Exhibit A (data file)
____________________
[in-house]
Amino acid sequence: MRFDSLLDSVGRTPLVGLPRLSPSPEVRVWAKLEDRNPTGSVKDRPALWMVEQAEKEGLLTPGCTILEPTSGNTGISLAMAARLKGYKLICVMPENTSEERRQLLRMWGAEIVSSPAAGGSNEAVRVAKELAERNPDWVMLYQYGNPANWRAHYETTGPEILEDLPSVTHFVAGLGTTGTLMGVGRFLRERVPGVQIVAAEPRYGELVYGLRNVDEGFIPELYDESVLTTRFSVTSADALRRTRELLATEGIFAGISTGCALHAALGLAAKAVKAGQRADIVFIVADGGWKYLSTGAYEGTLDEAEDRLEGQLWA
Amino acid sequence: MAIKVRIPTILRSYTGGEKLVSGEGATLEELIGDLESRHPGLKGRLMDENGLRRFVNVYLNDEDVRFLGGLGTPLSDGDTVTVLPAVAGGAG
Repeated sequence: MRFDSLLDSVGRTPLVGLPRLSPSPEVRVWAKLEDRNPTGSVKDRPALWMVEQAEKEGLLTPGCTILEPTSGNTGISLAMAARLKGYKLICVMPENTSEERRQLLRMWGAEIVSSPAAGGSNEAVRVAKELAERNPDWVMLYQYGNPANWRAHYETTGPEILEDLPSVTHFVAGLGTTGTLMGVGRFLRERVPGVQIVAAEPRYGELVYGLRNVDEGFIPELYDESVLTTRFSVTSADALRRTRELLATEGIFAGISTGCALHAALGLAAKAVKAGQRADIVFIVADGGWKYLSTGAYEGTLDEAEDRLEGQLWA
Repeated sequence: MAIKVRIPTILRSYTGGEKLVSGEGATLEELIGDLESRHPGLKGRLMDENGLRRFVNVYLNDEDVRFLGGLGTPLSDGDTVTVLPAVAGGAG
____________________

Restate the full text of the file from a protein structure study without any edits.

[in-house]
Amino acid sequence: MRFDSLLDSVGRTPLVGLPRLSPSPEVRVWAKLEDRNPTGSVKDRPALWMVEQAEKEGLLTPGCTILEPTSGNTGISLAMAARLKGYKLICVMPENTSEERRQLLRMWGAEIVSSPAAGGSNEAVRVAKELAERNPDWVMLYQYGNPANWRAHYETTGPEILEDLPSVTHFVAGLGTTGTLMGVGRFLRERVPGVQIVAAEPRYGELVYGLRNVDEGFIPELYDESVLTTRFSVTSADALRRTRELLATEGIFAGISTGCALHAALGLAAKAVKAGQRADIVFIVADGGWKYLSTGAYEGTLDEAEDRLEGQLWA
Amino acid sequence: MAIKVRIPTILRSYTGGEKLVSGEGATLEELIGDLESRHPGLKGRLMDENGLRRFVNVYLNDEDVRFLGGLGTPLSDGDTVTVLPAVAGGAG
Repeated sequence: MRFDSLLDSVGRTPLVGLPRLSPSPEVRVWAKLEDRNPTGSVKDRPALWMVEQAEKEGLLTPGCTILEPTSGNTGISLAMAARLKGYKLICVMPENTSEERRQLLRMWGAEIVSSPAAGGSNEAVRVAKELAERNPDWVMLYQYGNPANWRAHYETTGPEILEDLPSVTHFVAGLGTTGTLMGVGRFLRERVPGVQIVAAEPRYGELVYGLRNVDEGFIPELYDESVLTTRFSVTSADALRRTRELLATEGIFAGISTGCALHAALGLAAKAVKAGQRADIVFIVADGGWKYLSTGAYEGTLDEAEDRLEGQLWA
Repeated sequence: MAIKVRIPTILRSYTGGEKLVSGEGATLEELIGDLESRHPGLKGRLMDENGLRRFVNVYLNDEDVRFLGGLGTPLSDGDTVTVLPAVAGGAG